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The horrors of child murders

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MASERU-FOR ’Matumisang Rantimane life as she knew it ended on March 28. Her son is dead and the father of the child is a suspect. Rantimane is battling to come to terms with the fact that she will never see her son again after he became a victim of a suspected ritual killing.

To make matters worse, the killer could be someone very close – the father of the child. Rantimane arrived home from work on March 28 expecting the usual warm welcome from her son.

But the news that confronted her was of his disappearance, which soon turned into a murder case. She was told by her older son that the boy had just knocked off from school and was forcibly seized before he could even change from his school uniform. The boy, Tumisang Rantimane, was naked when he was driven off from the family home.

“He told me that his brother was supposed to dress up after they removed their school uniforms,” Rantimane says.

“He went outside. Perhaps he was going to the toilet. Instead of returning into the house, he only peeped through the door to tell his brother that he would be back,” she says. Curious, the elder brother went to the door to investigate and to his shock saw the boy jumping into a car that was parked nearby. The car immediately sped off. A search party that included neighbours came out empty handed.

Tumisang’s body was later found on the banks of Mohokare River in Maputsoe over the last weekend. More horror was to follow when the identity of the suspected killer was revealed at a mortuary where the family had been called to identify the body. “The police asked us if this was the boy and we said ‘yes’,” a relative, who cannot be identified, said.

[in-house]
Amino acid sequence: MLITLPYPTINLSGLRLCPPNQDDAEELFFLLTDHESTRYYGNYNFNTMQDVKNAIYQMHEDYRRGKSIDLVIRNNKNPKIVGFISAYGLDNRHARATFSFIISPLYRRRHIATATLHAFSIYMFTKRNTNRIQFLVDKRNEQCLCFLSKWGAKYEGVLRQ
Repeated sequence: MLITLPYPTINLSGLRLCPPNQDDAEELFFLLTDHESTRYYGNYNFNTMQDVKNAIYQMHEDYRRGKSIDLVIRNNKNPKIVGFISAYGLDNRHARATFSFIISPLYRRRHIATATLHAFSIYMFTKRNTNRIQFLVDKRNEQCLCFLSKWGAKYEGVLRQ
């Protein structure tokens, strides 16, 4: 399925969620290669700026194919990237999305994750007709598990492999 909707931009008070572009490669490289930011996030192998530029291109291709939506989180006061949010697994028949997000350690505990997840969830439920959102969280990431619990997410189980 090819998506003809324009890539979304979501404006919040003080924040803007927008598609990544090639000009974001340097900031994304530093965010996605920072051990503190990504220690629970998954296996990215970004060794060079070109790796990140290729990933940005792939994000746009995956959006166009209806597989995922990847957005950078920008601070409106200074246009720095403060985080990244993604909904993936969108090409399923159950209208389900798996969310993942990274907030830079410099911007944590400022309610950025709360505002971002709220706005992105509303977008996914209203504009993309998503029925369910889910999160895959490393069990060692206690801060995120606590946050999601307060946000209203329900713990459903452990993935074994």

“Then they turned to his father and asked him the same question. They immediately handcuffed him. We were shocked and surprised,” he said.

Rantimane said “someone” had also tipped her off that her son was going to be sold to some people in South Africa. Police spokesman Superintendent Mpiti Mopeli said the father of the boy will appear before the Leribe magistrate’s court soon. He said police are hunting for other suspects.

This is one of the endless horrors bedevilling Lesotho’s second biggest town after Maseru. Welcome to Maputsoe, the city of gangsters and mysterious murders. The level of crime in Maputsoe is so serious that Police Commissioner Molibeli Holomo is sending a team of police women from the Network of Police Women to embark on a door-to-door campaign sensitising women about child safety measures.  Superintendent Mopeli said the network will hold a public gathering in Maputsoe this Sunday.

Earlier last month, Commissioner Holomo talked about how police were concerned with the disappearance of children in Maputsoe. The children are often discovered dead. The police could not give exact statistics of abducted and murdered children in Maputsoe.

Maputsoe, about 80 kilometres north of Maseru, is a border city between Lesotho and South Africa and it is the second busiest exit to the neighbouring country after Maseru. This is where criminals, both from South Africa and Lesotho, have formed terror gangs that have given the town a bad name and the police a headache. Police believe human trafficking, especially of children, is rampant here.

There are also incidents of ritual murders of children and women, in addition to drugs and light weapons smuggling. Being the closest border to Mapoteng – an infamous haven of illegal marijuana farmers and smugglers – Maputsoe has turned into a city besieged by criminals. A string of police campaigns, house raids and roadblocks in the big textile industry city have resulted in the arrest of hundreds of criminals.